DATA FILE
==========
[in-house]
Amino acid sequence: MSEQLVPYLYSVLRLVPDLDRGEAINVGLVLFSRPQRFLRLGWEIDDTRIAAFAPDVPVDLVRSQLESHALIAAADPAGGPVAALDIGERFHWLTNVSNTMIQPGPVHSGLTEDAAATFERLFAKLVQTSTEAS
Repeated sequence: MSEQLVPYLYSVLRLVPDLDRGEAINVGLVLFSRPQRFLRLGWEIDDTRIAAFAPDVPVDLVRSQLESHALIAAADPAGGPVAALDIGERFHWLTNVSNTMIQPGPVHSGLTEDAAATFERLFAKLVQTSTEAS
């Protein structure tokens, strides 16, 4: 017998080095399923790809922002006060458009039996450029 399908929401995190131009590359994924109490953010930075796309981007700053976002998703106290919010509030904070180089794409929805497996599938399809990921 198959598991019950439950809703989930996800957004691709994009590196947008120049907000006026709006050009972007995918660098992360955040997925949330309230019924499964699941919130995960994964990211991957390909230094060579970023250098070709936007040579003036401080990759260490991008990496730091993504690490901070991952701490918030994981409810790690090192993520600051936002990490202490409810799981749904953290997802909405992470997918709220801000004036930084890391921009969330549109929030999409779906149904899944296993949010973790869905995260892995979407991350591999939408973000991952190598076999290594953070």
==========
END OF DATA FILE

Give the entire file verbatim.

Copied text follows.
[in-house]
Amino acid sequence: MSEQLVPYLYSVLRLVPDLDRGEAINVGLVLFSRPQRFLRLGWEIDDTRIAAFAPDVPVDLVRSQLESHALIAAADPAGGPVAALDIGERFHWLTNVSNTMIQPGPVHSGLTEDAAATFERLFAKLVQTSTEAS
Repeated sequence: MSEQLVPYLYSVLRLVPDLDRGEAINVGLVLFSRPQRFLRLGWEIDDTRIAAFAPDVPVDLVRSQLESHALIAAADPAGGPVAALDIGERFHWLTNVSNTMIQPGPVHSGLTEDAAATFERLFAKLVQTSTEAS
């Protein structure tokens, strides 16, 4: 017998080095399923790809922002006060458009039996450029 399908929401995190131009590359994924109490953010930075796309981007700053976002998703106290919010509030904070180089794409929805497996599938399809990921 198959598991019950439950809703989930996800957004691709994009590196947008120049907000006026709006050009972007995918660098992360955040997925949330309230019924499964699941919130995960994964990211991957390909230094060579970023250098070709936007040579003036401080990759260490991008990496730091993504690490901070991952701490918030994981409810790690090192993520600051936002990490202490409810799981749904953290997802909405992470997918709220801000004036930084890391921009969330549109929030999409779906149904899944296993949010973790869905995260892995979407991350591999939408973000991952190598076999290594953070």